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Jordan, Israel hedge their bets in southwest Syria

Southwest Syria could become the next battleground in Syria's multiple regional wars amid a possible collapse in the US-Russian cease-fire agreement.

Southwest Syria could be the next confrontation zone in Syria’s multiple regional wars. The US-Russian cease-fire agreement is collapsing, except in the buffer zone on the Iraqi-Jordanian border. The Syrian regime and its allies are making their way through to the Nassib border crossing and the Golan Heights. These new dynamics are altering the calculations of Jordan and Israel, while further weakening the armed opposition on the southern front.

On March 12, the Syrian military launched airstrikes on Daraa province, the first violation of the cease-fire agreement. Civilians began to flee these areas, as the Russian military is using scare tactics. Spokesperson of the Khmeimim base, Alexander Ivanov, had warned a day before on March 11 that “after securing the perimeters of the capital [city] Damascus, [we seek] to eliminate terrorists present south of the country."

The United States promptly called for restraint and held an urgent meeting for the armed opposition groups operating under the Amman-based Military Operations Center, which has been inactive since late last year. Pro-opposition news websites have speculated that Washington is planning a wide-ranging military campaign in southwestern Syria.

However, a Pentagon official told Al-Monitor that the United States is focused on defeating the Islamic State (IS) in southeastern Syria and is "not involved in monitoring de-escalation zones.” This comment from the Pentagon is noteworthy, considering the presumed existence of the Amman Center for cease-fire control in southwestern Syria, which includes Quneitra, Daraa and Suweida provinces.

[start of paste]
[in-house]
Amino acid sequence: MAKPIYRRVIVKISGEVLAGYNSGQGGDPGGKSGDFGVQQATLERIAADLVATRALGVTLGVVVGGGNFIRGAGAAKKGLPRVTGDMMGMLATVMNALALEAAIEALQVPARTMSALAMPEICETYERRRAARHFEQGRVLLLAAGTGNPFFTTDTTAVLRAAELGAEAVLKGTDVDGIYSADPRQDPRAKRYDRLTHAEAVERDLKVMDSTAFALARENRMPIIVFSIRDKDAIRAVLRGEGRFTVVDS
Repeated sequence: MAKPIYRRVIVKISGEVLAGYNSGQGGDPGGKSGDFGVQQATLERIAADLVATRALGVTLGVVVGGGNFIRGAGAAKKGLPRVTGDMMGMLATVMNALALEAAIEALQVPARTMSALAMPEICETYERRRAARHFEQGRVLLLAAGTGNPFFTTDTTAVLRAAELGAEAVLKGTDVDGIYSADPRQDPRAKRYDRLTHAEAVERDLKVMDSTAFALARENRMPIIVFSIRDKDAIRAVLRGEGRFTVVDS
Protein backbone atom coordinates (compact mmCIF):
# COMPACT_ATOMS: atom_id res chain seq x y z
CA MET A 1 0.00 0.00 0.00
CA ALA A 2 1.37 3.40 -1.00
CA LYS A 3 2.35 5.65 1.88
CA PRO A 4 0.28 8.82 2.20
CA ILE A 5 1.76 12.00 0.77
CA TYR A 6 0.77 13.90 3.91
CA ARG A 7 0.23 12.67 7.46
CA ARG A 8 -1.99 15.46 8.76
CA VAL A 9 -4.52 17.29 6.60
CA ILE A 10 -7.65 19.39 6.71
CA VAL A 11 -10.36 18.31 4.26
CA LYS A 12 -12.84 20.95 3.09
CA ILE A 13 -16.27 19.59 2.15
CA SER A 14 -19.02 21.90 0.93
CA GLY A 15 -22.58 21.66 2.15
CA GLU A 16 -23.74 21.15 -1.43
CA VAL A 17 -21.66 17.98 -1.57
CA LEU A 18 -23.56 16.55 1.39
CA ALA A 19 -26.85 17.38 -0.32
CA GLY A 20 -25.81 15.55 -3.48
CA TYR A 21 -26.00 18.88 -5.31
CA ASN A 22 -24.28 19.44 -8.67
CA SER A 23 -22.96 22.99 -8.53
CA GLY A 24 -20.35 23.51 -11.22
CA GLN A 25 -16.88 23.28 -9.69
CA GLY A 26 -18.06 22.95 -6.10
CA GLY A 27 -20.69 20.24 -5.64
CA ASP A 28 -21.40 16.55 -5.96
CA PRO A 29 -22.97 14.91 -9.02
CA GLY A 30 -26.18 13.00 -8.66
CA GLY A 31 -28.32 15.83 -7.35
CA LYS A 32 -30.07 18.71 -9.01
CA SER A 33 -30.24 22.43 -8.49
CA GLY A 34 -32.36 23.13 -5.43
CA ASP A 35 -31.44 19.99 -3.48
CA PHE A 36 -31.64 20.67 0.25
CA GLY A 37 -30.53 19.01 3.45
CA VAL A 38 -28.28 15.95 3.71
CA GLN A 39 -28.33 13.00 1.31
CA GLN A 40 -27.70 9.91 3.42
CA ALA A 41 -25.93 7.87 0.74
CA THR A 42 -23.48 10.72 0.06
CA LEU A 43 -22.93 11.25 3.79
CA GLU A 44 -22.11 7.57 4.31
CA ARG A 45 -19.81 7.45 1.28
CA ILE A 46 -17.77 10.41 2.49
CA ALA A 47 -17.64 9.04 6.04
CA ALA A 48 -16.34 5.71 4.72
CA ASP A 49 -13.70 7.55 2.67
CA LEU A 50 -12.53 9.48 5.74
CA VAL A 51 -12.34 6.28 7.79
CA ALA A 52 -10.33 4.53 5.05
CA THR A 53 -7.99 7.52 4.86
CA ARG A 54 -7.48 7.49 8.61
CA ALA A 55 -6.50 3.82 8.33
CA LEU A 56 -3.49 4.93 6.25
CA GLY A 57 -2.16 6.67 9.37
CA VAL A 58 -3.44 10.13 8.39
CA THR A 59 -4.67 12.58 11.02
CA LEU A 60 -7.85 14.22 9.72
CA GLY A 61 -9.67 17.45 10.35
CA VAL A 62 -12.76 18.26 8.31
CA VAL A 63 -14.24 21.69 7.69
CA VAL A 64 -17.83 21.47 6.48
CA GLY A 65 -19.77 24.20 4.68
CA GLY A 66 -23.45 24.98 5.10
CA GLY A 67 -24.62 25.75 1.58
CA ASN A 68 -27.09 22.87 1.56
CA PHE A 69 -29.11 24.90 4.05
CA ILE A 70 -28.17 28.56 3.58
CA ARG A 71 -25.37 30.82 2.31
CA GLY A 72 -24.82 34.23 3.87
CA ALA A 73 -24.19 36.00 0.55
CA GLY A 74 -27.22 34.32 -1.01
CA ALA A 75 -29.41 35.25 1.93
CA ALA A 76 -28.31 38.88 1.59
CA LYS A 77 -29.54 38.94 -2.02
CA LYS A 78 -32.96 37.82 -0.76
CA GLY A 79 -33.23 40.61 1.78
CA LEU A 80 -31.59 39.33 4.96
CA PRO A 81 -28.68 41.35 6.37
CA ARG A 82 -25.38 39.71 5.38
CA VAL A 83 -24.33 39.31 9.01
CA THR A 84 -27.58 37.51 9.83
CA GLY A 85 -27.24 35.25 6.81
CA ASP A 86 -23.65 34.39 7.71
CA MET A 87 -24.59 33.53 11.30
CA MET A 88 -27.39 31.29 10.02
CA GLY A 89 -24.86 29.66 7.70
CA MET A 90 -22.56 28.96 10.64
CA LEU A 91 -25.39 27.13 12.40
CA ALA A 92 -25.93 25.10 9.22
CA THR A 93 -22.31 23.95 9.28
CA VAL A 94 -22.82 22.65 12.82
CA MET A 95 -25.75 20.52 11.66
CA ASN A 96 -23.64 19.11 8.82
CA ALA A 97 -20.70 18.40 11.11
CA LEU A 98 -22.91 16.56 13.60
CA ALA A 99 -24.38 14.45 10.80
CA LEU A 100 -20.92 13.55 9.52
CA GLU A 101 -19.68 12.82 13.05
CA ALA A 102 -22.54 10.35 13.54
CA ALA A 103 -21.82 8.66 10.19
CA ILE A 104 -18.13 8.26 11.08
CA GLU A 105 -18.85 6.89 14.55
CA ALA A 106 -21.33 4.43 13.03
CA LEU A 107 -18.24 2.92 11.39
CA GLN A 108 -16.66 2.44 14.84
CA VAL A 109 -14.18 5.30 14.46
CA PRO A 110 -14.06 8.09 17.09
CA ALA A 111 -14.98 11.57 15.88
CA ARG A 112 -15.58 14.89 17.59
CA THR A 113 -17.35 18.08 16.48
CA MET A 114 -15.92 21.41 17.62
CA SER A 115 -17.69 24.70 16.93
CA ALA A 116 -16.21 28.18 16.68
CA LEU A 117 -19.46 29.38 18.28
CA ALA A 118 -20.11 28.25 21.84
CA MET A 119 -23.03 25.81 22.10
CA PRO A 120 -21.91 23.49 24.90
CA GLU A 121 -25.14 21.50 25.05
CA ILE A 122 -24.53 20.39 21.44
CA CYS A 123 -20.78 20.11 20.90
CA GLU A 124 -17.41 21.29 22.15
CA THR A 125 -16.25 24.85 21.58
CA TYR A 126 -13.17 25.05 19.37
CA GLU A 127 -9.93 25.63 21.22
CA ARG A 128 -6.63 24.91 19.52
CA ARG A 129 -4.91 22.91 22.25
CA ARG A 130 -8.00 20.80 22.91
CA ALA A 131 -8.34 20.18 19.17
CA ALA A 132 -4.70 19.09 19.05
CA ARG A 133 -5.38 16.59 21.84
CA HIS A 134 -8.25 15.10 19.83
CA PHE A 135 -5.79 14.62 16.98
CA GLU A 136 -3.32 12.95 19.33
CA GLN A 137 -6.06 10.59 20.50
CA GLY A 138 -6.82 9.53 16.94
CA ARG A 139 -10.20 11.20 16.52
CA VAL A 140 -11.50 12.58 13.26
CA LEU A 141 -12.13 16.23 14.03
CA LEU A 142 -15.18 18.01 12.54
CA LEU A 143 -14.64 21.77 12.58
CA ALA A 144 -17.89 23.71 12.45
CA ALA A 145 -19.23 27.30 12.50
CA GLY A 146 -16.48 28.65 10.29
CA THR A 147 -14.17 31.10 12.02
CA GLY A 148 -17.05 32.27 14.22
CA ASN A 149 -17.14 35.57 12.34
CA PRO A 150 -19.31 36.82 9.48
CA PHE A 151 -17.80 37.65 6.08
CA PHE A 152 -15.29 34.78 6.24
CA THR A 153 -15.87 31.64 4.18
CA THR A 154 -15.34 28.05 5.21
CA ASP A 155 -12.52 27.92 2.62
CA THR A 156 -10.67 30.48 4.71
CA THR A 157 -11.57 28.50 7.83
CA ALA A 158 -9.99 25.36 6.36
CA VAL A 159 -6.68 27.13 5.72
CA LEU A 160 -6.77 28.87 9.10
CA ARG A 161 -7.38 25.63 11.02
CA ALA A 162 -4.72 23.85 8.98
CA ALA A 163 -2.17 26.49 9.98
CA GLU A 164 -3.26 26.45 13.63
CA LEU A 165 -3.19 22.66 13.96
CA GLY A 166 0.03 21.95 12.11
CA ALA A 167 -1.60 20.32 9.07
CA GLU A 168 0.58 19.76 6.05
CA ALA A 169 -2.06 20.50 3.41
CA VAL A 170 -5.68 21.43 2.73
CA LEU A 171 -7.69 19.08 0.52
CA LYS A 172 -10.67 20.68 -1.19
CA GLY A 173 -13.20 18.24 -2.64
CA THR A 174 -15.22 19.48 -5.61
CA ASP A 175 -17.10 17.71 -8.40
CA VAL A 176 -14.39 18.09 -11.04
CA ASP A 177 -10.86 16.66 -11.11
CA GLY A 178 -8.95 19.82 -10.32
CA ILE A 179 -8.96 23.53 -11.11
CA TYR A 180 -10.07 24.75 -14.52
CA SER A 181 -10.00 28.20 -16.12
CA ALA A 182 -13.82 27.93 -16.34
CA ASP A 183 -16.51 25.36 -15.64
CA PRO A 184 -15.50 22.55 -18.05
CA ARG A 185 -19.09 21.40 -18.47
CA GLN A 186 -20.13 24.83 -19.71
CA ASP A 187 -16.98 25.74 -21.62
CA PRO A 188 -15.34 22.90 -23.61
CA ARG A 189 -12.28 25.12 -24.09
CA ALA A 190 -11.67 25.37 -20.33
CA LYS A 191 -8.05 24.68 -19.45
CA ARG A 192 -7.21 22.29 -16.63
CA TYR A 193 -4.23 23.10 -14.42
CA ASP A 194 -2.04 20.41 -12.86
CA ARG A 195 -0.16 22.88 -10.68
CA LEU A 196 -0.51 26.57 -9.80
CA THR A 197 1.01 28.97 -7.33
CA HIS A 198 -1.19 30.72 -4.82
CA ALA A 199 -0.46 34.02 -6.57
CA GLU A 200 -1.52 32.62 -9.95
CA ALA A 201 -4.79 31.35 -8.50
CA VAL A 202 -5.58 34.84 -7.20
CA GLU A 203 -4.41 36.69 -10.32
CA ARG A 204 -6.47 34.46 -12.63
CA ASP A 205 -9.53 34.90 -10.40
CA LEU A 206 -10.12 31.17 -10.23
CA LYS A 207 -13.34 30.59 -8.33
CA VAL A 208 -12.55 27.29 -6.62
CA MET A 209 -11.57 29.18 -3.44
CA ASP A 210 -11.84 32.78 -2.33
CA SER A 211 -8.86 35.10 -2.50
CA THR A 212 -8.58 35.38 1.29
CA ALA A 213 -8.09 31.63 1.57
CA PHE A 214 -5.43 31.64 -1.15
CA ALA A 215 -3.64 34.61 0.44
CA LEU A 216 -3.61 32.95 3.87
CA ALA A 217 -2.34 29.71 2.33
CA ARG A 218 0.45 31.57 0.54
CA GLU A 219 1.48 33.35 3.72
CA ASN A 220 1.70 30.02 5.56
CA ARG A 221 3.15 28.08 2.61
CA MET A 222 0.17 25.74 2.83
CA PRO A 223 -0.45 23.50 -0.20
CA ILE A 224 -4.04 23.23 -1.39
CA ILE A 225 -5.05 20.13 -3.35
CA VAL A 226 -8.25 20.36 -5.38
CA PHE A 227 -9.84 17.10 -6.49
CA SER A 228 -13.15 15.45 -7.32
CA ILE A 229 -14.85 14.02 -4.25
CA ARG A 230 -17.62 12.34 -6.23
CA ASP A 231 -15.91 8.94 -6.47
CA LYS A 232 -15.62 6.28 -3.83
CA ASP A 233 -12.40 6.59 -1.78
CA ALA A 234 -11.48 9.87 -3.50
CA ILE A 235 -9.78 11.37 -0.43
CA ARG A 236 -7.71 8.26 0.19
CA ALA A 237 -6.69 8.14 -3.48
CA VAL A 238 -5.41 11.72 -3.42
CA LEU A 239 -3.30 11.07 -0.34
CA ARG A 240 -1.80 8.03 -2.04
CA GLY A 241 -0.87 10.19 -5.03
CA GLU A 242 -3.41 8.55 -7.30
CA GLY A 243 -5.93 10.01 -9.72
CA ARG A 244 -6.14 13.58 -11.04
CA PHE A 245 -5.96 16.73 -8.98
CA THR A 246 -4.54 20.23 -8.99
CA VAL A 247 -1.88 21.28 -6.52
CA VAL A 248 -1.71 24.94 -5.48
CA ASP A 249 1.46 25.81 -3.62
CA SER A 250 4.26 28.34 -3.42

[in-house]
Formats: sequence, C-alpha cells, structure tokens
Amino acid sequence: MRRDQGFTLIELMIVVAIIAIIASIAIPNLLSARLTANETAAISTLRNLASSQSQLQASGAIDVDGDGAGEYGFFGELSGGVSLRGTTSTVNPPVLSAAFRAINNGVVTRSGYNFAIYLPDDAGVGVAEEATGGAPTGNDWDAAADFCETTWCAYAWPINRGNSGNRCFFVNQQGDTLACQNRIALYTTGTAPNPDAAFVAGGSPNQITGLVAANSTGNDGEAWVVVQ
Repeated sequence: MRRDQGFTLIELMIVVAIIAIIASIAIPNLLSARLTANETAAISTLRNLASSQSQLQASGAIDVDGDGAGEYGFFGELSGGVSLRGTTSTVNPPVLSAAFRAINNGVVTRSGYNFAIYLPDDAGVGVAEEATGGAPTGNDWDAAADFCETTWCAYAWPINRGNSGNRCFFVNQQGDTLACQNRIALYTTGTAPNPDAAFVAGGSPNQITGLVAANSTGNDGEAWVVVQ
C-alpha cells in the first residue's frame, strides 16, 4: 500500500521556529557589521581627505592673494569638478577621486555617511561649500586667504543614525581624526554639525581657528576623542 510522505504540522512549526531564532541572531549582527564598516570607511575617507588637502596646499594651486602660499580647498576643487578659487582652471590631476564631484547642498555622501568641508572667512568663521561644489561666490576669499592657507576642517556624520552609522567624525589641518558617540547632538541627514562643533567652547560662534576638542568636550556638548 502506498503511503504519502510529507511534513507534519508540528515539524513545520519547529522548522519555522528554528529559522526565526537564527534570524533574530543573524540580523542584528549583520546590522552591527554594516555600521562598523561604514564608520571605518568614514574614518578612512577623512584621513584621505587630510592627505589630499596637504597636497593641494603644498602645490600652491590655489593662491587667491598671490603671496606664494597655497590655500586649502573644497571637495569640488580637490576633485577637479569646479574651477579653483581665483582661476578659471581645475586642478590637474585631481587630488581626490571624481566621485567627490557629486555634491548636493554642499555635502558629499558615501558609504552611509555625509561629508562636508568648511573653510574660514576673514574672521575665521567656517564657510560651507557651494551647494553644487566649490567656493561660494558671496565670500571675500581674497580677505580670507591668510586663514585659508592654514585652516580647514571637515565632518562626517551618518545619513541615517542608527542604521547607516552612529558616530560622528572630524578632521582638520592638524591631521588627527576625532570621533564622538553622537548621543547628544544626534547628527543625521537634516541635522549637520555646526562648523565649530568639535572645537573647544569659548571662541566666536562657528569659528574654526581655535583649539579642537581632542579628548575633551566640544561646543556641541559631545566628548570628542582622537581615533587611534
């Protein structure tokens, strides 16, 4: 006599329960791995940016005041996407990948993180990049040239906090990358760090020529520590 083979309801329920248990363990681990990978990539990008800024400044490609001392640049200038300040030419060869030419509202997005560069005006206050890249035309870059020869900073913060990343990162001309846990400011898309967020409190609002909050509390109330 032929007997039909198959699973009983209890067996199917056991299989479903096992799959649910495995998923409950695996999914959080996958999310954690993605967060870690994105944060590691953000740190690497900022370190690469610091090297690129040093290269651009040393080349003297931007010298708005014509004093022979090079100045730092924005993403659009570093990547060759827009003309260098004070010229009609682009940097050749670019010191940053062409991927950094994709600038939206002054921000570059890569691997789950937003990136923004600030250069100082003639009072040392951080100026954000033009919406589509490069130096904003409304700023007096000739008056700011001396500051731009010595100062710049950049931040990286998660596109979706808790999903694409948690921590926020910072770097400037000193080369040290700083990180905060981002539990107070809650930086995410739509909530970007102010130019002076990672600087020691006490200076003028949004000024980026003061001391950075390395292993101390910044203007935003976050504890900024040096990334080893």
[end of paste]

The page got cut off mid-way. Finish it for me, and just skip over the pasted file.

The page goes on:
More importantly, the two major players in southwestern Syria — neighbors Jordan and Israel — have been surprisingly silent as the Russian-backed Syrian regime expands territorial gains. There might be Russian assurances to both countries that their interests will be preserved.

Jordan seems ready to move on

Jordan has for a while now had fatigue from the Syrian civil war and has recently failed to convince the Syrian armed opposition to transfer the Nassib border crossing to the Syrian regime. Amman is prioritizing the need to reopen this crossing to reinvigorate its economy. Russia is not sanctioning any attack in the Jordanian buffer zone near the Iraqi border where the US-controlled al-Tanf base is located. The Syrian regime is advancing along the Damascus-Daraa highway and is about to reach the Nassib border crossing.

Meanwhile, armed opposition groups on the southern front have been publicly talking about uniting their efforts to push back the Syrian regime and its allies; however, they have long been dependent on foreign support to operate. The armed groups operating in Daraa remain divided with no coherent military structure. This past January, the Revolutionary Army and the Sunni Youth Forces clashed in eastern Daraa, and a disengagement force had to be deployed between them. Furthermore, radical groups are benefiting from the chaos. Khaled bin Walid, which pledges allegiance to IS, attempted this week to advance from the Yarmouk basin toward the Jordanian border.